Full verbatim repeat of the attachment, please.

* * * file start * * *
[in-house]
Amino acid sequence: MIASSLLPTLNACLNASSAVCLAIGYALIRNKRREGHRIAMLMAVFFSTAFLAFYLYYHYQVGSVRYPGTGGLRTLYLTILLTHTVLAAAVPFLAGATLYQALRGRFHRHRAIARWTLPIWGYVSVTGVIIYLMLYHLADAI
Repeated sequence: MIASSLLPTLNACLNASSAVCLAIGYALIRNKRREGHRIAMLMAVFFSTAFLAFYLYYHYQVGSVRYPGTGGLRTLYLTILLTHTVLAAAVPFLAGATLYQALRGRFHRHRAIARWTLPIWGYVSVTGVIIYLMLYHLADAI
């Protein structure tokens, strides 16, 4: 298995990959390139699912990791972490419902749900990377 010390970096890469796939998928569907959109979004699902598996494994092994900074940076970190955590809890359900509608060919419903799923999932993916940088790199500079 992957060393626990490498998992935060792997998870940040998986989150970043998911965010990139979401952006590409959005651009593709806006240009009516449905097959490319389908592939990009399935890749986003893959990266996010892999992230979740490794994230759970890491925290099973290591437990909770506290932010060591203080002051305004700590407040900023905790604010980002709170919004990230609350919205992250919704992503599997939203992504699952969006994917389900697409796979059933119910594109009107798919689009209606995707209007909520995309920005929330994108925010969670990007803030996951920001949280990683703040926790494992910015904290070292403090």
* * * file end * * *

[in-house]
Amino acid sequence: MIASSLLPTLNACLNASSAVCLAIGYALIRNKRREGHRIAMLMAVFFSTAFLAFYLYYHYQVGSVRYPGTGGLRTLYLTILLTHTVLAAAVPFLAGATLYQALRGRFHRHRAIARWTLPIWGYVSVTGVIIYLMLYHLADAI
Repeated sequence: MIASSLLPTLNACLNASSAVCLAIGYALIRNKRREGHRIAMLMAVFFSTAFLAFYLYYHYQVGSVRYPGTGGLRTLYLTILLTHTVLAAAVPFLAGATLYQALRGRFHRHRAIARWTLPIWGYVSVTGVIIYLMLYHLADAI
């Protein structure tokens, strides 16, 4: 298995990959390139699912990791972490419902749900990377 010390970096890469796939998928569907959109979004699902598996494994092994900074940076970190955590809890359900509608060919419903799923999932993916940088790199500079 992957060393626990490498998992935060792997998870940040998986989150970043998911965010990139979401952006590409959005651009593709806006240009009516449905097959490319389908592939990009399935890749986003893959990266996010892999992230979740490794994230759970890491925290099973290591437990909770506290932010060591203080002051305004700590407040900023905790604010980002709170919004990230609350919205992250919704992503599997939203992504699952969006994917389900697409796979059933119910594109009107798919689009209606995707209007909520995309920005929330994108925010969670990007803030996951920001949280990683703040926790494992910015904290070292403090």